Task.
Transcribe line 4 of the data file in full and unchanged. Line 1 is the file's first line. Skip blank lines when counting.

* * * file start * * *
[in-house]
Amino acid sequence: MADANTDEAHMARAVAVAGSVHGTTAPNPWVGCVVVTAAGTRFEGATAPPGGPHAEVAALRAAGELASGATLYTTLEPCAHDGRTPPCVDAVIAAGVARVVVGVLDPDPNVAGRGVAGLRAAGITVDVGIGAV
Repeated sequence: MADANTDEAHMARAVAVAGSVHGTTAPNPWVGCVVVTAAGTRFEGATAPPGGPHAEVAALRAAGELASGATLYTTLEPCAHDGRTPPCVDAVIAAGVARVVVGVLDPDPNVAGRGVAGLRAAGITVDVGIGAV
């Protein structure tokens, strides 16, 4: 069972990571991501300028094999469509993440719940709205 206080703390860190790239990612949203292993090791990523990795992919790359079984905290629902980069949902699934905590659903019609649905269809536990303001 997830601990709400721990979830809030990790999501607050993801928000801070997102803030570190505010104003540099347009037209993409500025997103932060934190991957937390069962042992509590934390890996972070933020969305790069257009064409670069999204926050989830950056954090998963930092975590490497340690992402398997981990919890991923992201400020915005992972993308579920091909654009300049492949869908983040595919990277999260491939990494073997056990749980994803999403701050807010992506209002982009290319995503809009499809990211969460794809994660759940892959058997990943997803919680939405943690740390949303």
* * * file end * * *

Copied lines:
């Protein structure tokens, strides 16, 4: 069972990571991501300028094999469509993440719940709205 206080703390860190790239990612949203292993090791990523990795992919790359079984905290629902980069949902699934905590659903019609649905269809536990303001 997830601990709400721990979830809030990790999501607050993801928000801070997102803030570190505010104003540099347009037209993409500025997103932060934190991957937390069962042992509590934390890996972070933020969305790069257009064409670069999204926050989830950056954090998963930092975590490497340690992402398997981990919890991923992201400020915005992972993308579920091909654009300049492949869908983040595919990277999260491939990494073997056990749980994803999403701050807010992506209002982009290319995503809009499809990211969460794809994660759940892959058997990943997803919680939405943690740390949303």